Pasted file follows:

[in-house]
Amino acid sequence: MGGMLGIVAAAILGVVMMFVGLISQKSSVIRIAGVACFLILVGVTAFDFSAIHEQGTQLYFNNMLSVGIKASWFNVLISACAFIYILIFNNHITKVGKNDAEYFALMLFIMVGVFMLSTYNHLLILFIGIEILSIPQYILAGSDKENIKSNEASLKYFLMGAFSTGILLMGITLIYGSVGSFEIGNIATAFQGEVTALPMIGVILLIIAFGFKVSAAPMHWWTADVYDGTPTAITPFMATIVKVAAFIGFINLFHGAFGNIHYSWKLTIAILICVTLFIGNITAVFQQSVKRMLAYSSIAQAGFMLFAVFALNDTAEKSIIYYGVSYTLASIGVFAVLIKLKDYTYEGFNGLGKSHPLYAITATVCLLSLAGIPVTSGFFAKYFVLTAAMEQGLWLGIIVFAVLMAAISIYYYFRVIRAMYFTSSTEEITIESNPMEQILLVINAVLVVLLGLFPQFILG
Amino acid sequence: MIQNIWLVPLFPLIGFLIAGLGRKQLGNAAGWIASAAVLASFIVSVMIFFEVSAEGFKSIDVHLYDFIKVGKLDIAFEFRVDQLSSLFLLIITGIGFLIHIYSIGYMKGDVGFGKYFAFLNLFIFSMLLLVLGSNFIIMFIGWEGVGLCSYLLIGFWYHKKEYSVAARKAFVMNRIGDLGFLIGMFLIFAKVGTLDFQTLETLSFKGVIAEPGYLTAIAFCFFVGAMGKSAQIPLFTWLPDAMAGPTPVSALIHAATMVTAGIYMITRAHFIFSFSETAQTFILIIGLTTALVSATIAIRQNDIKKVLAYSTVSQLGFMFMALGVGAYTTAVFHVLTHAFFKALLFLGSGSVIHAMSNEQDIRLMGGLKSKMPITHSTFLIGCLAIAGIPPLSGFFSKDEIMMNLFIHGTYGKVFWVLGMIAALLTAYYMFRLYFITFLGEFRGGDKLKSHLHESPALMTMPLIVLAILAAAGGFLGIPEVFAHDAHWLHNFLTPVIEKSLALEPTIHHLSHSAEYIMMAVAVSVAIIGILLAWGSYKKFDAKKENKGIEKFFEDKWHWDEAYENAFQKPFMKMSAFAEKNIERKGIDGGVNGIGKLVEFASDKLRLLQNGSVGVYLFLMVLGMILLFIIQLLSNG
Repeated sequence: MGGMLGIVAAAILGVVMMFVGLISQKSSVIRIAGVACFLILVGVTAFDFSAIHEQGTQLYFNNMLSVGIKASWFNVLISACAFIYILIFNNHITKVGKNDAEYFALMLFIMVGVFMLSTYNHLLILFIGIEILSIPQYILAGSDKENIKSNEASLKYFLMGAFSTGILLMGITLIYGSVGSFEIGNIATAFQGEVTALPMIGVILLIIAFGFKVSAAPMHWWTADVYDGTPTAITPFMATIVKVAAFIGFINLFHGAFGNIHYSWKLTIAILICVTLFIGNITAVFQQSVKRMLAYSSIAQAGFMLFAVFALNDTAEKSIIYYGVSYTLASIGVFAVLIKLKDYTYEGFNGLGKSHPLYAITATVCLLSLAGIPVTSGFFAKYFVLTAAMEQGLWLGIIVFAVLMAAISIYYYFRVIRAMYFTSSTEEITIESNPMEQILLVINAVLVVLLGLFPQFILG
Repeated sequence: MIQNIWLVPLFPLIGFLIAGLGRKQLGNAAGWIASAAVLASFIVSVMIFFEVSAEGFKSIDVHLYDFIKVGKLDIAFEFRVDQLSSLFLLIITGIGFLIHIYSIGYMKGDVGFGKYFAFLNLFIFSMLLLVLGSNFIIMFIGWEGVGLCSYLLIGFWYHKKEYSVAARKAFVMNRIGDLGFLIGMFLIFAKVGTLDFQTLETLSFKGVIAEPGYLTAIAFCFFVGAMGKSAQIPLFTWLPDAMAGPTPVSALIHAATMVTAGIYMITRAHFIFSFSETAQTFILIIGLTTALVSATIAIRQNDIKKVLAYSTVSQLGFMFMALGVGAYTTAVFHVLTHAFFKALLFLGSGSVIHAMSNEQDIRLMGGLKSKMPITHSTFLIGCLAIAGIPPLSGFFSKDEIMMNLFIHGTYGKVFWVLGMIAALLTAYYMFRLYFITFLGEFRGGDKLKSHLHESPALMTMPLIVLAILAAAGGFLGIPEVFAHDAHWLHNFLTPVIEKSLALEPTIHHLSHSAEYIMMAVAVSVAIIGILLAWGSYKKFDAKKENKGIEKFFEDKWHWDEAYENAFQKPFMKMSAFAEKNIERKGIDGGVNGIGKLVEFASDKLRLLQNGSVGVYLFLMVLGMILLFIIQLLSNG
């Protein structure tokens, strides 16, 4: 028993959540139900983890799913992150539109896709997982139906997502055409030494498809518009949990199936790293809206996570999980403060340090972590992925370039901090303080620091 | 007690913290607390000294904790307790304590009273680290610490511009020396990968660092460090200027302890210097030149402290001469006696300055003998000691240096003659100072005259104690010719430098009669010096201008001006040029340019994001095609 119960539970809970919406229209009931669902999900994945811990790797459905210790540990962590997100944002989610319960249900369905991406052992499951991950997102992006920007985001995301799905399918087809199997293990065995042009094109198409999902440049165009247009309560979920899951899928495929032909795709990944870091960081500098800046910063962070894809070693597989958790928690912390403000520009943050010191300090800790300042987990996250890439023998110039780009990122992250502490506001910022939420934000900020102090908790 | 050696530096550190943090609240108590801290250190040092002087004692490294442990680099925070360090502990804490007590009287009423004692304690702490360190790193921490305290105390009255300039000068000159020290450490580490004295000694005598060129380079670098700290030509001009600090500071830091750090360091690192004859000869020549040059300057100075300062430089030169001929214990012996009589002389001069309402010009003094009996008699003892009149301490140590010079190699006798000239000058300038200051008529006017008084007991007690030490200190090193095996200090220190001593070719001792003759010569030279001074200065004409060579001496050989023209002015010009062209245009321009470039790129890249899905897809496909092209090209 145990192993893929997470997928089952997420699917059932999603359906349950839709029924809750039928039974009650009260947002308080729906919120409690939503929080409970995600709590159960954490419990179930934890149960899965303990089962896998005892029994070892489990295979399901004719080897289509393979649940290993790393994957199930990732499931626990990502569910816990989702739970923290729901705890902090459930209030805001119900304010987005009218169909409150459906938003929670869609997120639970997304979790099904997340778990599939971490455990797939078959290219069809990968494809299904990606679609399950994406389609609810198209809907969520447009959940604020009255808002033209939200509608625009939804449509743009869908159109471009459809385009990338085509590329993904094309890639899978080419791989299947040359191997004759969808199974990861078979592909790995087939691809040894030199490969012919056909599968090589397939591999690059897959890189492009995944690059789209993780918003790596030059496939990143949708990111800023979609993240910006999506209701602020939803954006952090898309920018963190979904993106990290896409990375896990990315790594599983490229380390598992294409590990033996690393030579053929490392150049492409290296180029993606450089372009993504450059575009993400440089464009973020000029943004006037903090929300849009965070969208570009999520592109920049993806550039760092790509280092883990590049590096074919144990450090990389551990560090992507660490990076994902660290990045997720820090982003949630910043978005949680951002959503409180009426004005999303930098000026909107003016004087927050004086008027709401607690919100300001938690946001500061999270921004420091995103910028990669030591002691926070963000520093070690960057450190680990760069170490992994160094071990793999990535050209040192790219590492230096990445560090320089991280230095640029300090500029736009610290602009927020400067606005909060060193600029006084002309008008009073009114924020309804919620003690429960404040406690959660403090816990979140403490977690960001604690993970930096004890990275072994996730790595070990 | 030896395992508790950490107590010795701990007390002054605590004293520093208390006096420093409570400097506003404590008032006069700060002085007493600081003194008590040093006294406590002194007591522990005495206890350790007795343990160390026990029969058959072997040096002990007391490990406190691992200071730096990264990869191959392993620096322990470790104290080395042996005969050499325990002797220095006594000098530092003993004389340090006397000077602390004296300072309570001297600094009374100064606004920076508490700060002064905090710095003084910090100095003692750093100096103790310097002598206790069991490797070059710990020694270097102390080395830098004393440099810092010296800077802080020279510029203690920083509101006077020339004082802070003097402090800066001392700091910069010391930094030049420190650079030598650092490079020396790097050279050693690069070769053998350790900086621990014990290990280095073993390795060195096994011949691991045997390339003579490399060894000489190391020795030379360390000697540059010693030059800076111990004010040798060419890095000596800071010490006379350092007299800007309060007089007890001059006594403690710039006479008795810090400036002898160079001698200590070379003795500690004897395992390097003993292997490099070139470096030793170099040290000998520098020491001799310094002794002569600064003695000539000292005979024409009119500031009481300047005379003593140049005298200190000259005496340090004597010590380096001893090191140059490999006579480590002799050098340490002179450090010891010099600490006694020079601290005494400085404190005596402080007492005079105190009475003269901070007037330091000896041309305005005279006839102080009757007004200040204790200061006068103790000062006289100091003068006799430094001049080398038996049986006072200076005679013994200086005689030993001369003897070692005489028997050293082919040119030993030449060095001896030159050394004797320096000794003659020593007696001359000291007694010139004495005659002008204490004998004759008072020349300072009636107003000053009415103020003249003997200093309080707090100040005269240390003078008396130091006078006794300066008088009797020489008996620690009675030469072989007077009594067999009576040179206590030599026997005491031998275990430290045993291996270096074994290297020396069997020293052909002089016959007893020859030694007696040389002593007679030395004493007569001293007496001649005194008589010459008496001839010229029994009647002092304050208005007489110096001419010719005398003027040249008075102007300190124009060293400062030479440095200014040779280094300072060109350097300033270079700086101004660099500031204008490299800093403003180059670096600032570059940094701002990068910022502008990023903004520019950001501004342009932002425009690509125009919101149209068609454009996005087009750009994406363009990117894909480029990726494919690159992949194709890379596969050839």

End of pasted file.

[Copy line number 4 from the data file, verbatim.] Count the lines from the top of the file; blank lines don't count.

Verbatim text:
Repeated sequence: MGGMLGIVAAAILGVVMMFVGLISQKSSVIRIAGVACFLILVGVTAFDFSAIHEQGTQLYFNNMLSVGIKASWFNVLISACAFIYILIFNNHITKVGKNDAEYFALMLFIMVGVFMLSTYNHLLILFIGIEILSIPQYILAGSDKENIKSNEASLKYFLMGAFSTGILLMGITLIYGSVGSFEIGNIATAFQGEVTALPMIGVILLIIAFGFKVSAAPMHWWTADVYDGTPTAITPFMATIVKVAAFIGFINLFHGAFGNIHYSWKLTIAILICVTLFIGNITAVFQQSVKRMLAYSSIAQAGFMLFAVFALNDTAEKSIIYYGVSYTLASIGVFAVLIKLKDYTYEGFNGLGKSHPLYAITATVCLLSLAGIPVTSGFFAKYFVLTAAMEQGLWLGIIVFAVLMAAISIYYYFRVIRAMYFTSSTEEITIESNPMEQILLVINAVLVVLLGLFPQFILG